The political history of Germany and European Jews from the nineteenth century to the end of World War II is a well-worn story. What Geller achieves in his record of the Berlin family of Arthur and Betty Sholem is to trace the personal reactions, decisions, risks and delusions of those that were affected by the upheaval of anti-semitism and Nazism as it swept over them. In the harsh economic times following defeat in World War I, anti-semitism returned to Germany as Jews became seen as the culprits for food shortages and profiteering. Yet, under the German government known as the Weimar Republic from 1919 to 1933, Jews were guaranteed religious freedom and the legal basis for their lives improved. In these volatile conditions, families such as the Scholems took the economic stringencies in their stride alongside most Germans and continued their lives unable to imagine what horrors might be coming.

Ironically, it was Werner Scholem waging his war on capitalism and against the National Socialist street thugs who sounded a warning in a letter to his brother Gershom in November 1932: “The disintegration of the Jewish bourgeoisie progresses … The decline of the family is taking place very quickly.” Yet, just eight years before, Geller notes that the Scholem sons Erich and Reinhold were doing well as independent businessmen and looking forward to future prosperity. Not only could they not foresee the political plates that would shift disastrously, like most of the capitalist world they could not imagine the 1929 stock market crash.

It is clear from his footnotes that Geller has not only mined a treasure trove of letters between various members of the Scholem family but has also done an immense amount of research of available sources. His notes and footnotes take up almost 100 pages of densely typed script. Yet the flow and tempo of Geller’s writing pushes the stories on and captures the reader’s curiosity about different individuals and what they say about a whole watershed in history.

In Gershom, there is the development of Jewish Palestine, pushed by immigrants with nowhere else to go. Yet Gershom is not one of those. He is what Geller describes as “descending into hyperintellectuality”, so absorbed in his study of what his family called “all that Judeo Semitic stuff” that he not only became a founder of semitic studies in today’s Israel, Gershom Scholem also contributed in no small way to Jewish identity and the Jewish sense of legacy in the land of Palestine.

Like many Jews in Palestine, Gershom Scholem would agree in part with Zionists and disagree as well. He favoured a shared Palestine between Jews and Arabs – somewhat prescient for today’s world. After the war, with the collapse of Jewish communities in Europe, Gershom was given the task of collecting as many books on Judaism and Jewish culture from Europe as he could. He became an “eminence grise”, fell out with Hannah Arendt over her controversial analysis of the Eichmann trial in Eichmann in Jerusalem – The Banality of Evil, but opposed Eichmann’s execution. Harold Bloom regarded Gershom Scholem as “a hidden theologian” who masqueraded as an historian.

In Werner Scholem is the story of the many German Jews who became communists in opposition to the National Socialists. In the late 1930s, to be a communist and a Jew in Germany was the worst of all fates. And Werner carried himself boldly even getting offside with his communist colleagues. Arrested in April 1933, Werner would end his life in Buchenwald after years of hard labour. Shot after being asked to walk beyond the guards’ cordon in July 1940, his death was recorded as “Shot while trying to escape”. In the years of his incarceration, Werner never believed he was destined to be held indefinitely; he had connections and believed in German justice. He seemed not to have absorbed how despotic and genocidal the Nazi system had become.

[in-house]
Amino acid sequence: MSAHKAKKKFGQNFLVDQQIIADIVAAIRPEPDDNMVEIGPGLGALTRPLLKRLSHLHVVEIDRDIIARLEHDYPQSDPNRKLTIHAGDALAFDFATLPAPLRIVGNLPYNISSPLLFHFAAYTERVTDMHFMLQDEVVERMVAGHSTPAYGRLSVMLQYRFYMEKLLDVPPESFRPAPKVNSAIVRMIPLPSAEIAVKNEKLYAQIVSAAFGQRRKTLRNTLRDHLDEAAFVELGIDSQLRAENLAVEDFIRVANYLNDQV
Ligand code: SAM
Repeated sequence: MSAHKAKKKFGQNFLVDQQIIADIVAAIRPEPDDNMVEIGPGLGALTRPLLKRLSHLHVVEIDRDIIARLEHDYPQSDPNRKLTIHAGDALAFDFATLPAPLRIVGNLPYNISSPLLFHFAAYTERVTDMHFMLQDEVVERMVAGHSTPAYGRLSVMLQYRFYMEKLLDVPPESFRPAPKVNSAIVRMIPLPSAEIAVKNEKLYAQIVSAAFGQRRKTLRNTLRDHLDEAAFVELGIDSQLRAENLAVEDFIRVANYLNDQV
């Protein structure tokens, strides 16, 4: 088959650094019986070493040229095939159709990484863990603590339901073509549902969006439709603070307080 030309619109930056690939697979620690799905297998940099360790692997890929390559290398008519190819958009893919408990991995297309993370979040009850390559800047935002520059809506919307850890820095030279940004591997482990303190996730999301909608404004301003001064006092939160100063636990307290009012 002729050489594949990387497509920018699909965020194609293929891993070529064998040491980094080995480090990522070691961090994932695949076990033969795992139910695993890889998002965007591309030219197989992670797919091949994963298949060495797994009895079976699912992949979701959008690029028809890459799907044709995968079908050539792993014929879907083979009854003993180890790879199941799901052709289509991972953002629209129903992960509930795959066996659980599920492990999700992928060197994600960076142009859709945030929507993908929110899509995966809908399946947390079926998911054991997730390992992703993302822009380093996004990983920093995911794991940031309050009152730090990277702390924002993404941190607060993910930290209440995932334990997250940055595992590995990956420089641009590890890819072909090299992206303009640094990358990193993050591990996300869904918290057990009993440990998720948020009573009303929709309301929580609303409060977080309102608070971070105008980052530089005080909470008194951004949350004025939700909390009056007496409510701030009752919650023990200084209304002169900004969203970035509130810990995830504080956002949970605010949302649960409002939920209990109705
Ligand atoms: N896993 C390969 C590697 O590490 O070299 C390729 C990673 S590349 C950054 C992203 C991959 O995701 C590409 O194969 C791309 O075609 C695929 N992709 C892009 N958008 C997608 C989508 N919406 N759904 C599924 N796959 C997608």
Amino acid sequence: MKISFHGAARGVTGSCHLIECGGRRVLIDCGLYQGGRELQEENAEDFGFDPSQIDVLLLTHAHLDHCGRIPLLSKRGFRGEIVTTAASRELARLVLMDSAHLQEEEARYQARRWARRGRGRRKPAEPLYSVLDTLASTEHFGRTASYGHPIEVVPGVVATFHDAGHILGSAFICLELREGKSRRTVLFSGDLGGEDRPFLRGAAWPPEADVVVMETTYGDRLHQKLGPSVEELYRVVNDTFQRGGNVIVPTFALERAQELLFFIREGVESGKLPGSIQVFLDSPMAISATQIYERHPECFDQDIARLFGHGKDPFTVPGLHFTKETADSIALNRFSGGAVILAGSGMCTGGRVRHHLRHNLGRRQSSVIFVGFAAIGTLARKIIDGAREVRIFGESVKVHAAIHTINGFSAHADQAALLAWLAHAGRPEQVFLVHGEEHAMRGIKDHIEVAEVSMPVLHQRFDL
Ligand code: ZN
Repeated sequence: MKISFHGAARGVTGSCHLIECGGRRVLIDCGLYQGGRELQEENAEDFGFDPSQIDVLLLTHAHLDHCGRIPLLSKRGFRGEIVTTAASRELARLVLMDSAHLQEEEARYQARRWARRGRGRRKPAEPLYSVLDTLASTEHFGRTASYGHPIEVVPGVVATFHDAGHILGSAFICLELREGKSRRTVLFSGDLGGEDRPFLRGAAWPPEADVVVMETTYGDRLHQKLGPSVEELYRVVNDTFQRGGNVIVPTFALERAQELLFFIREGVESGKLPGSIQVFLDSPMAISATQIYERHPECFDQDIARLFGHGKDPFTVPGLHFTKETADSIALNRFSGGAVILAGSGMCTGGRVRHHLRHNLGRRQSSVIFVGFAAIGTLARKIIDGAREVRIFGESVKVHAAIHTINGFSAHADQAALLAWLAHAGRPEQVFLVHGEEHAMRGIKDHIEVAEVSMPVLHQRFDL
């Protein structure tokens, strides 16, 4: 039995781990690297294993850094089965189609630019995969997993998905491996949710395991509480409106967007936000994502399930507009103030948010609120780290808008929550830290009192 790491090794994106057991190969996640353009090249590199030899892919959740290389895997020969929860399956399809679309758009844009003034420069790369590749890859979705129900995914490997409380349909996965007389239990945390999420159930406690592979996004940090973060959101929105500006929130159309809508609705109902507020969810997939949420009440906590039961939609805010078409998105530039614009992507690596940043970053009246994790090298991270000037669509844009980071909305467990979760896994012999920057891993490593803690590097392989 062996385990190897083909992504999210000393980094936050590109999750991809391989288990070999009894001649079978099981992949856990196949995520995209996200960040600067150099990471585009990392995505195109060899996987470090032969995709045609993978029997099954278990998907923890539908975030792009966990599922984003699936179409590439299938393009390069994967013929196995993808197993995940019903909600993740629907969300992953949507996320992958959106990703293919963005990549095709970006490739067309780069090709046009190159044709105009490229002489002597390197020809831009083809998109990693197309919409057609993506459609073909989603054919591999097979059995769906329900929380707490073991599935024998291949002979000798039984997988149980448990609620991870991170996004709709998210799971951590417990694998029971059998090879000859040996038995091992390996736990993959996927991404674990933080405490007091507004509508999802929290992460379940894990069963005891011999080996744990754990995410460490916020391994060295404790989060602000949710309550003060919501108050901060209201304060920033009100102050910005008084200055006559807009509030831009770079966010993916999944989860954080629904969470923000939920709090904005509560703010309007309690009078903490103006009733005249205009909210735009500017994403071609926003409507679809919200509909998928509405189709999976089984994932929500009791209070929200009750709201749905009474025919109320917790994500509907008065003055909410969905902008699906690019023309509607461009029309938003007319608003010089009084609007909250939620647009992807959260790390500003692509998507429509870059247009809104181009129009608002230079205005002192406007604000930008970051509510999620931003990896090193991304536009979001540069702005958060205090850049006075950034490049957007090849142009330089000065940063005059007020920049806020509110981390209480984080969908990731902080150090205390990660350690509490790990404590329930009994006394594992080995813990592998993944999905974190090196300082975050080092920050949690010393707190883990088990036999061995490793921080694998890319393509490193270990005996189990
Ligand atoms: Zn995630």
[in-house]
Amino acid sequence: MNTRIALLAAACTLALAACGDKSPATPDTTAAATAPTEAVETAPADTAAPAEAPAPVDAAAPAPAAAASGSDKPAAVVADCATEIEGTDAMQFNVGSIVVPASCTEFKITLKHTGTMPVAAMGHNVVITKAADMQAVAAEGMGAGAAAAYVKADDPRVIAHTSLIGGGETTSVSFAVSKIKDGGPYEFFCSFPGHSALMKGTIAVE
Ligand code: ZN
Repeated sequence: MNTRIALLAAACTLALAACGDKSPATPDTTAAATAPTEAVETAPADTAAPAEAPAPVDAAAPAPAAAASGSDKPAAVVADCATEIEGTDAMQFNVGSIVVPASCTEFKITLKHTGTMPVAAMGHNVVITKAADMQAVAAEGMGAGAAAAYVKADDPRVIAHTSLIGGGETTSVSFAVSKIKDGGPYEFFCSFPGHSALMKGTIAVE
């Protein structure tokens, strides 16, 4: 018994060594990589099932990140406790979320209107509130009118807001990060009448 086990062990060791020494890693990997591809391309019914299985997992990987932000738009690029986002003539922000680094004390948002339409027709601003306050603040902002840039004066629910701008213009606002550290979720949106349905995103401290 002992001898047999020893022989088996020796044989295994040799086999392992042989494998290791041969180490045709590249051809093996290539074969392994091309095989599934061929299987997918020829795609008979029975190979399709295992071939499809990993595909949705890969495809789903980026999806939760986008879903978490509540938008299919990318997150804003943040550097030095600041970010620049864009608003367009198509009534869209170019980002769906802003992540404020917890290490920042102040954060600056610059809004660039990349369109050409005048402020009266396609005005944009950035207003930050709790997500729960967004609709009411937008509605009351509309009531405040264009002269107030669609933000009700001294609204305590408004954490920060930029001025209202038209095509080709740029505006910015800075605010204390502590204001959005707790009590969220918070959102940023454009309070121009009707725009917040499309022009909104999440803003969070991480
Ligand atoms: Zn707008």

By 1938, 150,000 Jews had left Germany. By July 1938, Reinhold, Erich and Reinhold’s family had arrived in Sydney, Australia, coming via Montreal and Vancouver. They would all settle there. Erich and Reinhold’s mother Betty, concerned for Werner, remained in Berlin. Her decision to leave came slowly as she needed to raise money from her savings in Palestine through Gershom who could be somewhat selfish and slow to show concern. And she was working for Werner’s release. But, before long, even Werner was encouraging her to go. Betty reflected the divided loyalties of many fleeing in similar circumstances. She also had to decide whether it would be Palestine or Australia. Palestine offered no language barriers as many there spoke German, but she worried about the unrest between Jews and Arabs in Palestine. Eventually Betty landed in Sydney on 27 April 1939. The remnant Scholems would in time symbolise the aftermath of the destruction of European Jewish culture, absorbed in far smaller numbers to live on in Palestine and countries of the new world such as the United States and Australia.

Geller does not need to retrace the ghoulish nightmare of the Holocaust, its murders and its death camps. Readers can fill in the gaps. The death of the German Jewish bourgeoisie was undoubtedly completed by Hitler’s genocide but its beginnings and future is to be found in the lives of the Sholem brothers, children of Arthur and Betty from Berlin, who all but one escaped the European war before it had begun.

Anne Henderson is Deputy Director of The Sydney Institute and author of Menzies at War, which was shortlisted for the 2015 Prime Minister’s Award for Australian History.